I am writing you from the last leg of our long journey to Malawi. Our flights through Washington DC, Addis Ababa, Ethiopia were uneventful. I’ve never been on a plane with more children than the long flight to Addis.
I figured I would take this time to introduce you to our partner families.
Anne is a widow who lost her husband some years back. She currently takes care of her six children, ranging in age from 4 – 16. Anne engages in farming to earn a living and support her family.
Anne lives in a dilapidated house with one broken window. The house is built with unburnt bricks (made with just dirt and water) and a thatched grass roof. The house leaks heavily during the rainy season. In her own words Anne says “I’m not happy at all that my family does not stay together because of the size of my house, much more to continually use our neighbor’s latrine is not healthy but what can we do?”
On sanitation, the family does not have a latrine since theirs fell as such they now use the neighbor’s latrine, which threatens the health of the family.
Pelepetuwa is a 32-year old widow raising her five children. The children lost their father a while ago and thus Pelepetuwa has the responsibility to look after them all by herself. Pelepetuwa and one of her children are HIV positive.
In terms of shelter, the family’s house collapsed due to heavy rains and so they are being accommodated at Pelepetuwa’s oldest daughter’s house who has her own family; 3 children making it a total of 10 occupants in the house. The sister’s house is a small single-room house, built with unburnt bricks, a dirt floor, no windows and with very poor ventilation and one can only imagine having that many people in a house like that.
The family usually suffers from Malaria because they don’t have mosquito nets. They sometimes suffer from diarrhea especially during rainy season because they have a toilet which is in bad state.
The remainder of our travel was uneventful. Malawi now requires and $75 visa upon arrival. The process of paying for and acquiring the visa was extraordinarily slow. The goods news, all 17 of us were allowed into Malawi.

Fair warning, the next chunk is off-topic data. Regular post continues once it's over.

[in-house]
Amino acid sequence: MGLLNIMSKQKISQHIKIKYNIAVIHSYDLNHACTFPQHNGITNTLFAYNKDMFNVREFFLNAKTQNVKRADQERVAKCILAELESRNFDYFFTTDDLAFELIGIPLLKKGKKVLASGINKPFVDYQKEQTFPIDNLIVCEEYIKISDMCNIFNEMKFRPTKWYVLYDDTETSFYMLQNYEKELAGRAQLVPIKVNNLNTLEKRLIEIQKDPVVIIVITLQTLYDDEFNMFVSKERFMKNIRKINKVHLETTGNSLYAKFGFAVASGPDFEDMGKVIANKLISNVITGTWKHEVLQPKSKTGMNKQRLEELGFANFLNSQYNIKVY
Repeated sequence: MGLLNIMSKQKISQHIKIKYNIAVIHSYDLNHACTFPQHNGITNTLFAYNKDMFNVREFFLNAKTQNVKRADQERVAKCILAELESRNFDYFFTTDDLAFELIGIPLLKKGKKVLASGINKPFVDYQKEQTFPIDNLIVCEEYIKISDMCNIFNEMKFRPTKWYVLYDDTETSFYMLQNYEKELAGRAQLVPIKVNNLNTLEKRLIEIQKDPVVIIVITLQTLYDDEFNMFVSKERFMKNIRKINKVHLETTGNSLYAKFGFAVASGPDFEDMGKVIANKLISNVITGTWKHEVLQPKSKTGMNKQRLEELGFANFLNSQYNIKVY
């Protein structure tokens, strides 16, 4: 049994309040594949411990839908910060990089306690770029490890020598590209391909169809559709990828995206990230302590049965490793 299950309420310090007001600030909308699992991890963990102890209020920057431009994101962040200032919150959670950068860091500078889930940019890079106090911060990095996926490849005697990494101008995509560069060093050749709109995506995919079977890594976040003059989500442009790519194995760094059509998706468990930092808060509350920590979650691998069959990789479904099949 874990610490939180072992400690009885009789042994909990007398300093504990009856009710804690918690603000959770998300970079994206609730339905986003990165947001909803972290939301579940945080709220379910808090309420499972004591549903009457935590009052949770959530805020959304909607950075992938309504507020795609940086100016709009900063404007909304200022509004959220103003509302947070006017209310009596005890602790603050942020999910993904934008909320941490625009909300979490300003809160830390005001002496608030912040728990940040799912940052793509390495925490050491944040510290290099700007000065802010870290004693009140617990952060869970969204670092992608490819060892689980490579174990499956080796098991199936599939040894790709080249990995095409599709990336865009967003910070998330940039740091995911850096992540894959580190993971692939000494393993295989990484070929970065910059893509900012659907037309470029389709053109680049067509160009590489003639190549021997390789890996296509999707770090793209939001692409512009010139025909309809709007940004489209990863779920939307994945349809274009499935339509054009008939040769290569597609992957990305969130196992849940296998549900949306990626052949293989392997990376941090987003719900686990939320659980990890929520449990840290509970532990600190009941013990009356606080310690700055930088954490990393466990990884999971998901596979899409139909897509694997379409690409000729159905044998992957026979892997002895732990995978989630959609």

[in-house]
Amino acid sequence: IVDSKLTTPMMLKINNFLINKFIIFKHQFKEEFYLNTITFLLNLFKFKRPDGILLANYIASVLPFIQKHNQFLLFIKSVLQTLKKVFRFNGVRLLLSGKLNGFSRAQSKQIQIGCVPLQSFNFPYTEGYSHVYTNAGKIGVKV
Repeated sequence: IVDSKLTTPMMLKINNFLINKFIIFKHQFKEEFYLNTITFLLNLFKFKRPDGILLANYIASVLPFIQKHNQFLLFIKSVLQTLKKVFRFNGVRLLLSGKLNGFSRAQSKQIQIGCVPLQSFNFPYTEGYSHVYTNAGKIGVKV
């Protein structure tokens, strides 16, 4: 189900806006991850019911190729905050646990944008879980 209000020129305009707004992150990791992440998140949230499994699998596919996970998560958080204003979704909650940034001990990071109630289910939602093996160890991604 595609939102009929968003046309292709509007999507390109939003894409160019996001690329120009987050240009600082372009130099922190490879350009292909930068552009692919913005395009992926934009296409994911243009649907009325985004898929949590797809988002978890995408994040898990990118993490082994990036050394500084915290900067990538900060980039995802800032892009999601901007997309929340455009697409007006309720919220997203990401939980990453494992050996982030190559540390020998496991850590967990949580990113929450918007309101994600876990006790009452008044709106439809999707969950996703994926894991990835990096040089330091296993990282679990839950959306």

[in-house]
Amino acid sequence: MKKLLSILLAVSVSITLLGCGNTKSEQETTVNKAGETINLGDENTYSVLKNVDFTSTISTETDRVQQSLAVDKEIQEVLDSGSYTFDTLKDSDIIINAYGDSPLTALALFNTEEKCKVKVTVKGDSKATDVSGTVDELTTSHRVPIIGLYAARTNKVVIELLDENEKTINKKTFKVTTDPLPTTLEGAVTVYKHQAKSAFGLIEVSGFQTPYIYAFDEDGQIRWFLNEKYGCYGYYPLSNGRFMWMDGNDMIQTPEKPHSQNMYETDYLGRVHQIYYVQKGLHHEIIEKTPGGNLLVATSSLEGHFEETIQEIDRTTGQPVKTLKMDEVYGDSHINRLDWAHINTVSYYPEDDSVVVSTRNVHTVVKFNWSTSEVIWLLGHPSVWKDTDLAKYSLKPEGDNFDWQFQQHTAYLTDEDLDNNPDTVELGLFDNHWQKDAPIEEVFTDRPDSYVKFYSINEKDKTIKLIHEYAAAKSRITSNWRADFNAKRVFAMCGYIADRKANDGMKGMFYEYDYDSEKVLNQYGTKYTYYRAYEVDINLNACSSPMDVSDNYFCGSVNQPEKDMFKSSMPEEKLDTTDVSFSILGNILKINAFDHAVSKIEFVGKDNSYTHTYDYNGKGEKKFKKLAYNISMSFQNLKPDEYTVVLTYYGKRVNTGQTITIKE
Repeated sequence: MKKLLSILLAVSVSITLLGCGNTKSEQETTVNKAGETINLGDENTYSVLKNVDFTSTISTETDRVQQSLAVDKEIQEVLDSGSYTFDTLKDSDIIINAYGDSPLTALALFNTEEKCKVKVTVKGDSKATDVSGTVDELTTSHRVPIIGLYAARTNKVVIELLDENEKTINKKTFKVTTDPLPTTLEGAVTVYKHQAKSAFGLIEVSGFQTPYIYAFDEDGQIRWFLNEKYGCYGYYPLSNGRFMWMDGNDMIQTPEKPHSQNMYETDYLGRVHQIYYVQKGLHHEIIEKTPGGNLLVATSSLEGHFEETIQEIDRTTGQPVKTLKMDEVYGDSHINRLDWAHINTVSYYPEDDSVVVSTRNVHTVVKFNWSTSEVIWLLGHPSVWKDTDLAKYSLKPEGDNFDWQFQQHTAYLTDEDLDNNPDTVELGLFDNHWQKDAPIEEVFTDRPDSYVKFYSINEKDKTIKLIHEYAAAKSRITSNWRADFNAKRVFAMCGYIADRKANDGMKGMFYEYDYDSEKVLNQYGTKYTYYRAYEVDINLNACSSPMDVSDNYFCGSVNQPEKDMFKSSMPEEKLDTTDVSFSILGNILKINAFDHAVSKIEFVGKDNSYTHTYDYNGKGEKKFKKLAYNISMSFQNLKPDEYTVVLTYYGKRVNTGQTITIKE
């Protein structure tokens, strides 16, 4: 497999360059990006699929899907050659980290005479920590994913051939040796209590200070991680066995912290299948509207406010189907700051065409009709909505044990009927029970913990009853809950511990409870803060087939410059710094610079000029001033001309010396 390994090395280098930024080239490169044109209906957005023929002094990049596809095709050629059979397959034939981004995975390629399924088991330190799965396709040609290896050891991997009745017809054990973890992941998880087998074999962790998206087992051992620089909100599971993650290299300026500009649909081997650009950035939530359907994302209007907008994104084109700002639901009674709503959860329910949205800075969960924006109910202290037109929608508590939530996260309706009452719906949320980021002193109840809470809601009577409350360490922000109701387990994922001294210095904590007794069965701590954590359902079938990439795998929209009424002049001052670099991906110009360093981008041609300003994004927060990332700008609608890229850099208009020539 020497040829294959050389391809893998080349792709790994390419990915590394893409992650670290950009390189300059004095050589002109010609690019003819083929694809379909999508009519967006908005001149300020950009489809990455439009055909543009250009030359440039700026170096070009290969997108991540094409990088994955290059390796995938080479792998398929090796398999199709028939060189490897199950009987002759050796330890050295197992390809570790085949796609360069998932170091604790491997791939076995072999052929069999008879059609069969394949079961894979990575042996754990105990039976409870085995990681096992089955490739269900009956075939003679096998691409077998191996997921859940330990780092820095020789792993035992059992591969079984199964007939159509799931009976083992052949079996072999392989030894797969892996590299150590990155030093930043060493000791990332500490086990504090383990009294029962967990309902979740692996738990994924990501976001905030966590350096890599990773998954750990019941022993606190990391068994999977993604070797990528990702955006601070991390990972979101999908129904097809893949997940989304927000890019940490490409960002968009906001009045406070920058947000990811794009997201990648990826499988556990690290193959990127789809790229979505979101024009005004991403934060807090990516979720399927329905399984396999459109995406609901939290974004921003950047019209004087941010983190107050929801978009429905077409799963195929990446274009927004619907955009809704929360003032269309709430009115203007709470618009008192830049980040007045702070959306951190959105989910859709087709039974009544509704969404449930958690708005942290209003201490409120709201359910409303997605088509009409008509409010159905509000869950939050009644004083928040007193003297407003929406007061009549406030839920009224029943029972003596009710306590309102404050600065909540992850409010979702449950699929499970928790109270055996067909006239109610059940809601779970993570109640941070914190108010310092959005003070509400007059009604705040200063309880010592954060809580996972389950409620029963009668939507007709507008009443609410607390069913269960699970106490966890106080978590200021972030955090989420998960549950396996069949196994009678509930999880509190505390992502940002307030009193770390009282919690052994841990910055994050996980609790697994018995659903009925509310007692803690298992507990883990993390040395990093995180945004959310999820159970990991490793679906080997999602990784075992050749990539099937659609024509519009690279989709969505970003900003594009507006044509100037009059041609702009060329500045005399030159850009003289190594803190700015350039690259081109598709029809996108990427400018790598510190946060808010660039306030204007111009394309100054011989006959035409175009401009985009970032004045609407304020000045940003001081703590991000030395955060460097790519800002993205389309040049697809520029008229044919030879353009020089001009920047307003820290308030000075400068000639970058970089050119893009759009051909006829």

We are staying at the Kuka Executive Lodge, a comfortable moderate hotel. Consensus was we all had a good night’s sleep after the very long day(s) of travel. Door to door for us was roughly 30 hours. A few on our team were upwards of 40 hours. After being cooped up on a plane for so many hours our group took a long walk to a local grocery market to purchase a few comfort items (diet coke/chocolate). Two of our team members were able to experience a local form of transportation on the way home. Bicycle Taxi!
We had a lovely dinner at a local Indian/ Continental restaurant. Kevin and I were able to reconnect with Calvin and Amos, the operations manager and National Director respectively, of Habitat Malawi (HFHM). It felt comforting to meet up with what felt like old friends. We were updated on projects, opportunities and challenges currently ongoing with HFHM. Projects we heard about on our last trip have now gained momentum and are being implemented in country. Most notable is the Disaster Risk Reduction project in partnership with the Red Cross. Recurring natural disasters are a fact of life here in Malawi. Helping citizens to prepare and recover from disaster as a community is essential to their national well being.
Much of our team is currently at church. When they return, we will travel to Salima for a day of R&R and will begin our work early Monday morning.
This is a guest blog post written by Michelle Pavliv, Habitat Wake Board Member. Follow Michelle's experience in Malawi by visiting her blog, Malawi We are Here!